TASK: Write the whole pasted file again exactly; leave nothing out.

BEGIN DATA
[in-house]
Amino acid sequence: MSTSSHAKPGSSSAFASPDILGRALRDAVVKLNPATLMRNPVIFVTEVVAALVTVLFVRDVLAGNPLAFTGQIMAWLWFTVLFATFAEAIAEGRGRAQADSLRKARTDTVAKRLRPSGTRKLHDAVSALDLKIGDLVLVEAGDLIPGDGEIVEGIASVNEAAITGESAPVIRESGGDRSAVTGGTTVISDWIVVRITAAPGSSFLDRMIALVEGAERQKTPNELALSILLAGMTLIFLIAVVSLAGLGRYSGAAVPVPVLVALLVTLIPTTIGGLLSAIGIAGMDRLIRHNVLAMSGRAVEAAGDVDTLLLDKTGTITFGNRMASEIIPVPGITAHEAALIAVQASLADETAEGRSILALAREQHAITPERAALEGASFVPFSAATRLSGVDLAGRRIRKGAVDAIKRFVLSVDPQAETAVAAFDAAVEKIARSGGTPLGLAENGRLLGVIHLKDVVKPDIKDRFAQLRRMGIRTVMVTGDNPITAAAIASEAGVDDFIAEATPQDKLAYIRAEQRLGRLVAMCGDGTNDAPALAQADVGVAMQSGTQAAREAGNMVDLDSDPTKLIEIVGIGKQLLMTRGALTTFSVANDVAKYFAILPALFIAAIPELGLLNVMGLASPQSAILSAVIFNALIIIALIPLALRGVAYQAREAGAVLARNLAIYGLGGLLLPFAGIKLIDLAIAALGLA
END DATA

[in-house]
Amino acid sequence: MSTSSHAKPGSSSAFASPDILGRALRDAVVKLNPATLMRNPVIFVTEVVAALVTVLFVRDVLAGNPLAFTGQIMAWLWFTVLFATFAEAIAEGRGRAQADSLRKARTDTVAKRLRPSGTRKLHDAVSALDLKIGDLVLVEAGDLIPGDGEIVEGIASVNEAAITGESAPVIRESGGDRSAVTGGTTVISDWIVVRITAAPGSSFLDRMIALVEGAERQKTPNELALSILLAGMTLIFLIAVVSLAGLGRYSGAAVPVPVLVALLVTLIPTTIGGLLSAIGIAGMDRLIRHNVLAMSGRAVEAAGDVDTLLLDKTGTITFGNRMASEIIPVPGITAHEAALIAVQASLADETAEGRSILALAREQHAITPERAALEGASFVPFSAATRLSGVDLAGRRIRKGAVDAIKRFVLSVDPQAETAVAAFDAAVEKIARSGGTPLGLAENGRLLGVIHLKDVVKPDIKDRFAQLRRMGIRTVMVTGDNPITAAAIASEAGVDDFIAEATPQDKLAYIRAEQRLGRLVAMCGDGTNDAPALAQADVGVAMQSGTQAAREAGNMVDLDSDPTKLIEIVGIGKQLLMTRGALTTFSVANDVAKYFAILPALFIAAIPELGLLNVMGLASPQSAILSAVIFNALIIIALIPLALRGVAYQAREAGAVLARNLAIYGLGGLLLPFAGIKLIDLAIAALGLA